Nicotiana sylvestris

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Nicotiana sylvestris
Nicotiana sylvestris Prague 2013 3.jpg
Scientific classification
Kingdom: Plantae
(unranked): Angiosperms
(unranked): Eudicots
(unranked): Asterids
Order: Solanales
Family: Solanaceae
Genus: Nicotiana
Species: N. sylvestris
Binomial name
Nicotiana sylvestris
Speg. & Comes

Nicotiana sylvestris is a species of the genus Nicotiana, known by the common names woodland tobacco, flowering tobacco, and South American tobacco. It is a perennial plant in the tobacco genus Nicotiana.

The plant is native to the Andes region in Argentina and Bolivia, in South America.


The plant's leaves are simple, somewhat sticky, with the blade partially surrounding the stem, clasping petiole.

Flowers are produced on many-branched stems.[1] The flowers are tubular, white, borne in racemes held above the foliage. Flowers can be over 7 cm long with a face 2 cm wide.

Each flower eventually produces a large quantity of small seeds. Their scent is strongest at night, to attract pollinating moths.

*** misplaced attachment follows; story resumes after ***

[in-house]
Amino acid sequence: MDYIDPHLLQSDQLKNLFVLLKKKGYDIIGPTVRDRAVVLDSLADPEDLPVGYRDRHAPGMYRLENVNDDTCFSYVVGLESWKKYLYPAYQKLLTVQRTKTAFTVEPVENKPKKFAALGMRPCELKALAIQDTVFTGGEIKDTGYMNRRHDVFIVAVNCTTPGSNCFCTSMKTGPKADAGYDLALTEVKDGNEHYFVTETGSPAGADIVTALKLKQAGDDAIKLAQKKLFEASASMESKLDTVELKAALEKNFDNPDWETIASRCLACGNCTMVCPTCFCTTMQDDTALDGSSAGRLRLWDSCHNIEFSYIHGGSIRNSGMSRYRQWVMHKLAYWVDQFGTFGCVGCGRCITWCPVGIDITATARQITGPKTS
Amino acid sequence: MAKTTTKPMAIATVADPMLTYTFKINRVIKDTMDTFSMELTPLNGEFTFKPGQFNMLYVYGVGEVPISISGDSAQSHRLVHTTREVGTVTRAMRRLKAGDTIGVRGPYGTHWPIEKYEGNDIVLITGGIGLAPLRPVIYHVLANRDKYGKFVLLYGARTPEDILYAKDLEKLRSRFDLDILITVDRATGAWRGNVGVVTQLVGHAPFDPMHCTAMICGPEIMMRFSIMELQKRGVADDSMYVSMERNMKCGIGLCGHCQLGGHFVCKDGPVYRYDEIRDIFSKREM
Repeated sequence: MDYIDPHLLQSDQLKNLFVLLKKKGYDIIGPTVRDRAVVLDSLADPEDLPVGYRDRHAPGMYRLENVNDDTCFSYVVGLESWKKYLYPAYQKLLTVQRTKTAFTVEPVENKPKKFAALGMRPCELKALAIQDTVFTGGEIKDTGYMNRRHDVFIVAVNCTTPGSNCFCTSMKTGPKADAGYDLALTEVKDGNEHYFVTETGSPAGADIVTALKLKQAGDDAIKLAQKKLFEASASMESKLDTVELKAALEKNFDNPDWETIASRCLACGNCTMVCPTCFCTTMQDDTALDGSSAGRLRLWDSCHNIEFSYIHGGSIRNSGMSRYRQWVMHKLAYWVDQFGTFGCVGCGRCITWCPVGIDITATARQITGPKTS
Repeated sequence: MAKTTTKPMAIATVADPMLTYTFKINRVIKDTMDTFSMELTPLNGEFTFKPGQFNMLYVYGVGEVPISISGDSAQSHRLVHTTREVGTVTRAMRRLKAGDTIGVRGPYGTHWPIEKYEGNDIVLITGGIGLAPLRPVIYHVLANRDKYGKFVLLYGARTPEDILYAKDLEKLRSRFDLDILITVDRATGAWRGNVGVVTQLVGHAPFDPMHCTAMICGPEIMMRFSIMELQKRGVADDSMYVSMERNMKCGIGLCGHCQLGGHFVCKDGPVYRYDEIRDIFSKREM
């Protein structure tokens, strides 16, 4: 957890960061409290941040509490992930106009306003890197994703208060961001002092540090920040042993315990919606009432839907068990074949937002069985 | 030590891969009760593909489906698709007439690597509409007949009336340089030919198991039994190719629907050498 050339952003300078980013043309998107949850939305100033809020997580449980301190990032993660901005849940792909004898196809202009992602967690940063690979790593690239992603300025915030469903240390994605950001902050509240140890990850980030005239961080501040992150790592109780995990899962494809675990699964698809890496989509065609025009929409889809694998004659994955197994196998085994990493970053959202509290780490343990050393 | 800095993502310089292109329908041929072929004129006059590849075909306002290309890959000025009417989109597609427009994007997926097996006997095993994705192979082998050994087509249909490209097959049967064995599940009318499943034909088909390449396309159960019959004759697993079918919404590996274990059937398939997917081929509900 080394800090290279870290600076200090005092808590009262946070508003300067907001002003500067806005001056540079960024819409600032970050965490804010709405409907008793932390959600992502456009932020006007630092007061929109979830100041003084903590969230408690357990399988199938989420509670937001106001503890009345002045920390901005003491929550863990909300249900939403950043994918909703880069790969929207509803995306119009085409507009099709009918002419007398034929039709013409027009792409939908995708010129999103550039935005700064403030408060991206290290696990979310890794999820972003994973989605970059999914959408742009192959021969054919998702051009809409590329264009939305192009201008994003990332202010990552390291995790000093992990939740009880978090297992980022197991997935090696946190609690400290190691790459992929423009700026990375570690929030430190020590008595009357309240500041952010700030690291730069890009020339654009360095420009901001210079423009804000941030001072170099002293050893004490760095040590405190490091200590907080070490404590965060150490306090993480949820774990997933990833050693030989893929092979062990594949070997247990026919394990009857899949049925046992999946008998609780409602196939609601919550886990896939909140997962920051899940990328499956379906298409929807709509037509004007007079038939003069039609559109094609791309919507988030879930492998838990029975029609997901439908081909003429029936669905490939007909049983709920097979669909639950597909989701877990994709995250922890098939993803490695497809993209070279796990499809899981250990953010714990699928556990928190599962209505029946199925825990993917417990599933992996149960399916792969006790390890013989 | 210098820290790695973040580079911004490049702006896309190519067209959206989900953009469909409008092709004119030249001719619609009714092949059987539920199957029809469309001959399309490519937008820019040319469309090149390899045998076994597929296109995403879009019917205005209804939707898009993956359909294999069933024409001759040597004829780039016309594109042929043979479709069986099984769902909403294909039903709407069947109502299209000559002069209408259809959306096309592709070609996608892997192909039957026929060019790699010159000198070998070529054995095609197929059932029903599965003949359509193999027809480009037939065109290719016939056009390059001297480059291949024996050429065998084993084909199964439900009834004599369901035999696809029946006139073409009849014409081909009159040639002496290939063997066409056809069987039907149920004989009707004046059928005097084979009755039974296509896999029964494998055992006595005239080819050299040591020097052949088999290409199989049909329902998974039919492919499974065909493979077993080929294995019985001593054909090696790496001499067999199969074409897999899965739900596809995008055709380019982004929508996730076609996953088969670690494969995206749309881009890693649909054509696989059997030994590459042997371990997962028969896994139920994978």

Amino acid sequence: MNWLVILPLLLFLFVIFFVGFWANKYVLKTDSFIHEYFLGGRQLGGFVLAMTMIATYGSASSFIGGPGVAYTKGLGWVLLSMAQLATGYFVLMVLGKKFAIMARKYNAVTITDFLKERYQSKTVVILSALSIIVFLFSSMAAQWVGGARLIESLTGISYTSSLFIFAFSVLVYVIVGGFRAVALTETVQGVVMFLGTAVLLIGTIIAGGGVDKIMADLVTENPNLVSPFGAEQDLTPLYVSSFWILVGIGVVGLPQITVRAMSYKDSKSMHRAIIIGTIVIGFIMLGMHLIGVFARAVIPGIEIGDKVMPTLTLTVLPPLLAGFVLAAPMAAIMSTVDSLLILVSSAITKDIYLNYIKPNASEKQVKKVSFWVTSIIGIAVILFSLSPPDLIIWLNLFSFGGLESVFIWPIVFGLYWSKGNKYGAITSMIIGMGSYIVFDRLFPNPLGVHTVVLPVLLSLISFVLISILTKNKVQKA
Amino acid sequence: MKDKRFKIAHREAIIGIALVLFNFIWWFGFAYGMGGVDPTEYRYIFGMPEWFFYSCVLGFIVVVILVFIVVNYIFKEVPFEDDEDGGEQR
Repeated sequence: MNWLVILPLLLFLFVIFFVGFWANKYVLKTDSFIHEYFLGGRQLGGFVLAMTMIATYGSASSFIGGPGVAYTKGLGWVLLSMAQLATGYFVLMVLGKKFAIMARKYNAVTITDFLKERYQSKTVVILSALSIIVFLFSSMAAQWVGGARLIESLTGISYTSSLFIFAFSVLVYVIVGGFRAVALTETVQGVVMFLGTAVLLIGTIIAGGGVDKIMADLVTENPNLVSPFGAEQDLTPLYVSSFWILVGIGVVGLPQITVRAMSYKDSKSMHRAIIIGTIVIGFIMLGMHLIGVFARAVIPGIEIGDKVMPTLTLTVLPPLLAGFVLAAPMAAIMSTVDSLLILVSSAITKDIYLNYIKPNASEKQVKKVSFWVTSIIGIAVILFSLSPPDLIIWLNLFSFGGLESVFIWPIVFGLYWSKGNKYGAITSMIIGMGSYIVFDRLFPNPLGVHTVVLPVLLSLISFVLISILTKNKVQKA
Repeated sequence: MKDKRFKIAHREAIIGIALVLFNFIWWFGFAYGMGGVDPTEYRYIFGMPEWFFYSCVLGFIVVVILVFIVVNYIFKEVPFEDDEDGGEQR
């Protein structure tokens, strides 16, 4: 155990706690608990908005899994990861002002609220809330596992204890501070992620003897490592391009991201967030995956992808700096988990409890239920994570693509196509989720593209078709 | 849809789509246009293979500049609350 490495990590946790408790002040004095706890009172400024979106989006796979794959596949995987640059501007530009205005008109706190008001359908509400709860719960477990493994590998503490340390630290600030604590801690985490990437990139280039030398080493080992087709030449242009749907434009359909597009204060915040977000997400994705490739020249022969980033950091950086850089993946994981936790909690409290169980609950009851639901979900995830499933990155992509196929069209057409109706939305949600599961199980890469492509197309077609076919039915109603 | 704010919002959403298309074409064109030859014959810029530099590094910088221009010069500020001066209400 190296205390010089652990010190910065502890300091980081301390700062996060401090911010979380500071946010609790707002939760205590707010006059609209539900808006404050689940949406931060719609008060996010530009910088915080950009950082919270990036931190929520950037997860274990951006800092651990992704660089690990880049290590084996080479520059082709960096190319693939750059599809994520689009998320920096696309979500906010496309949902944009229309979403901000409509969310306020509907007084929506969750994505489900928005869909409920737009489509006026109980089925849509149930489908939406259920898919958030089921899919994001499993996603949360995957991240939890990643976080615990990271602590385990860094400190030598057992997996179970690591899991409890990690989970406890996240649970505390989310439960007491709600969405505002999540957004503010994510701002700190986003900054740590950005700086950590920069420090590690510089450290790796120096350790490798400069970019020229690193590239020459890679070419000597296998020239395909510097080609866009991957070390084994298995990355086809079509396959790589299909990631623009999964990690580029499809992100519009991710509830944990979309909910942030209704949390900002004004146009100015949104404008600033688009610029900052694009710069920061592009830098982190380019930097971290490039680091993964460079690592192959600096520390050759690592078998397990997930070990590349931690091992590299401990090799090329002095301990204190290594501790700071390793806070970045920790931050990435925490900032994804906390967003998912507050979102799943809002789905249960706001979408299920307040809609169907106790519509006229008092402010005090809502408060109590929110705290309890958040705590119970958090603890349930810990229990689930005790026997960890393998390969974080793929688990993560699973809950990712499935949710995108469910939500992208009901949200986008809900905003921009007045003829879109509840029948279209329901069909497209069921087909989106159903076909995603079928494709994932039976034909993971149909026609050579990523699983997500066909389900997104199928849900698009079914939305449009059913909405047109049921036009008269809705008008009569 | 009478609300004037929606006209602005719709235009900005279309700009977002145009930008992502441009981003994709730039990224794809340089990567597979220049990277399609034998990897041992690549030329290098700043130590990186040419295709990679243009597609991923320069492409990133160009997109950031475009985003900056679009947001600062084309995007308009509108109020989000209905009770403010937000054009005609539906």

This plant is thought to be one of the parents of Nicotiana tabacum, the plant used in modern tobacco production.[2]


Nicotiana sylvestris is cultivated as an ornamental plant. It is often planted in gardens for its scented flowers. It can be annual, biennial or perennial.[3]

This plant has gained the Royal Horticultural Society's Award of Garden Merit.[3]

See also[edit]


  1. ^ RHS A-Z encyclopedia of garden plants. United Kingdom: Dorling Kindersley. 2008. p. 1136. ISBN 1405332964. 
  2. ^ Kawashima, N. 1976. Origin of Nicotiana tabacum detected by primary structure of fraction I protein. Biochim Biophys Acta 427(1):70-7.
  3. ^ a b "RHS Plant Selector - Nicotiana sylvestris". Retrieved 25 May 2013. 

External links[edit]